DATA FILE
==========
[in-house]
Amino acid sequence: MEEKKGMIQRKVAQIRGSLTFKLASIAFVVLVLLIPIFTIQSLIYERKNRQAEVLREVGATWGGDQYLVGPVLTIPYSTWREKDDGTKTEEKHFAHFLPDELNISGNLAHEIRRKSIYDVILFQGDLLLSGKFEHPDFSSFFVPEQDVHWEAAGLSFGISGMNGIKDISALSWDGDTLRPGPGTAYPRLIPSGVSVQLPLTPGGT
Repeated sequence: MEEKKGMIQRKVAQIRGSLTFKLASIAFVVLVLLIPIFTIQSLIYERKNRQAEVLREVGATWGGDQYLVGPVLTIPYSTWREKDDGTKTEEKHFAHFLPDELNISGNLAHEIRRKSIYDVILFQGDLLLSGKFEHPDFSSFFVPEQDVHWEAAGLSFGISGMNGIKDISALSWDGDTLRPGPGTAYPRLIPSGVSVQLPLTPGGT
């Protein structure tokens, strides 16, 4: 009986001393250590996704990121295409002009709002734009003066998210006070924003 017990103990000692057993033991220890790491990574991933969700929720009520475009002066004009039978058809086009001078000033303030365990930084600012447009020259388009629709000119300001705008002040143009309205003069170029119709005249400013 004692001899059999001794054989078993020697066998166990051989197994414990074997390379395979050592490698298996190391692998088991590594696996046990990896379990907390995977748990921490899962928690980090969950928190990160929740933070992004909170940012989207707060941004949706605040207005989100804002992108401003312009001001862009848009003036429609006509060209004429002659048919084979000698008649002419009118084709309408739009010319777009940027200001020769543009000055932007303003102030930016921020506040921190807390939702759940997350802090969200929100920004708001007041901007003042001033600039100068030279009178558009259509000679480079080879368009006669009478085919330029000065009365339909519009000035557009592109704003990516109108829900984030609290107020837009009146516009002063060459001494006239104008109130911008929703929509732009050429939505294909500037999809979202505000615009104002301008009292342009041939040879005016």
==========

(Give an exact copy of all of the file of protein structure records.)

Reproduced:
[in-house]
Amino acid sequence: MEEKKGMIQRKVAQIRGSLTFKLASIAFVVLVLLIPIFTIQSLIYERKNRQAEVLREVGATWGGDQYLVGPVLTIPYSTWREKDDGTKTEEKHFAHFLPDELNISGNLAHEIRRKSIYDVILFQGDLLLSGKFEHPDFSSFFVPEQDVHWEAAGLSFGISGMNGIKDISALSWDGDTLRPGPGTAYPRLIPSGVSVQLPLTPGGT
Repeated sequence: MEEKKGMIQRKVAQIRGSLTFKLASIAFVVLVLLIPIFTIQSLIYERKNRQAEVLREVGATWGGDQYLVGPVLTIPYSTWREKDDGTKTEEKHFAHFLPDELNISGNLAHEIRRKSIYDVILFQGDLLLSGKFEHPDFSSFFVPEQDVHWEAAGLSFGISGMNGIKDISALSWDGDTLRPGPGTAYPRLIPSGVSVQLPLTPGGT
């Protein structure tokens, strides 16, 4: 009986001393250590996704990121295409002009709002734009003066998210006070924003 017990103990000692057993033991220890790491990574991933969700929720009520475009002066004009039978058809086009001078000033303030365990930084600012447009020259388009629709000119300001705008002040143009309205003069170029119709005249400013 004692001899059999001794054989078993020697066998166990051989197994414990074997390379395979050592490698298996190391692998088991590594696996046990990896379990907390995977748990921490899962928690980090969950928190990160929740933070992004909170940012989207707060941004949706605040207005989100804002992108401003312009001001862009848009003036429609006509060209004429002659048919084979000698008649002419009118084709309408739009010319777009940027200001020769543009000055932007303003102030930016921020506040921190807390939702759940997350802090969200929100920004708001007041901007003042001033600039100068030279009178558009259509000679480079080879368009006669009478085919330029000065009365339909519009000035557009592109704003990516109108829900984030609290107020837009009146516009002063060459001494006239104008109130911008929703929509732009050429939505294909500037999809979202505000615009104002301008009292342009041939040879005016």